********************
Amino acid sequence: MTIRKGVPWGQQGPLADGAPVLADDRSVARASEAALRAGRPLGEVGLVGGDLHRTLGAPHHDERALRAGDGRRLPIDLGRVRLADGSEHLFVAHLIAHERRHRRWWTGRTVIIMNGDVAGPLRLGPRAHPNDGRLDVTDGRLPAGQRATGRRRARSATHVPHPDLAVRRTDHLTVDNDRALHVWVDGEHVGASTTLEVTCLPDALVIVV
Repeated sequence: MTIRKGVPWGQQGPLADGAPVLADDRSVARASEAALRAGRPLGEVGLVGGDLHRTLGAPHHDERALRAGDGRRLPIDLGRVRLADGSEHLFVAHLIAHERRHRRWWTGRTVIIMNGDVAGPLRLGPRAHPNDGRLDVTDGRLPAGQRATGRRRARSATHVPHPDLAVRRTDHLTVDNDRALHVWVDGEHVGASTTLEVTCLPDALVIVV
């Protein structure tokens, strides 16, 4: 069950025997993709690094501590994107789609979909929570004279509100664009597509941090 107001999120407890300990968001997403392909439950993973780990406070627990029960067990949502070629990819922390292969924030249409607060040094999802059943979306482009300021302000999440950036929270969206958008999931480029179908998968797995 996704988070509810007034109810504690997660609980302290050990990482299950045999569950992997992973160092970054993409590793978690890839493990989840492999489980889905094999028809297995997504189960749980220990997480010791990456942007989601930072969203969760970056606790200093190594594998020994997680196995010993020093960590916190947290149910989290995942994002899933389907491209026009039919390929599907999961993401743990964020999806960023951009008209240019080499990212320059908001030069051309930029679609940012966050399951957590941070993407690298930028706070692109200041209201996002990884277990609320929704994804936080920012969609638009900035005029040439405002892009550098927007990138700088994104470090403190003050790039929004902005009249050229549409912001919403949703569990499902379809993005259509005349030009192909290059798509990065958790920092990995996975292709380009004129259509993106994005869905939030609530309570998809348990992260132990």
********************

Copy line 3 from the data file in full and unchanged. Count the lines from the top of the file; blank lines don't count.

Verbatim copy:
């Protein structure tokens, strides 16, 4: 069950025997993709690094501590994107789609979909929570004279509100664009597509941090 107001999120407890300990968001997403392909439950993973780990406070627990029960067990949502070629990819922390292969924030249409607060040094999802059943979306482009300021302000999440950036929270969206958008999931480029179908998968797995 996704988070509810007034109810504690997660609980302290050990990482299950045999569950992997992973160092970054993409590793978690890839493990989840492999489980889905094999028809297995997504189960749980220990997480010791990456942007989601930072969203969760970056606790200093190594594998020994997680196995010993020093960590916190947290149910989290995942994002899933389907491209026009039919390929599907999961993401743990964020999806960023951009008209240019080499990212320059908001030069051309930029679609940012966050399951957590941070993407690298930028706070692109200041209201996002990884277990609320929704994804936080920012969609638009900035005029040439405002892009550098927007990138700088994104470090403190003050790039929004902005009249050229549409912001919403949703569990499902379809993005259509005349030009192909290059798509990065958790920092990995996975292709380009004129259509993106994005869905939030609530309570998809348990992260132990």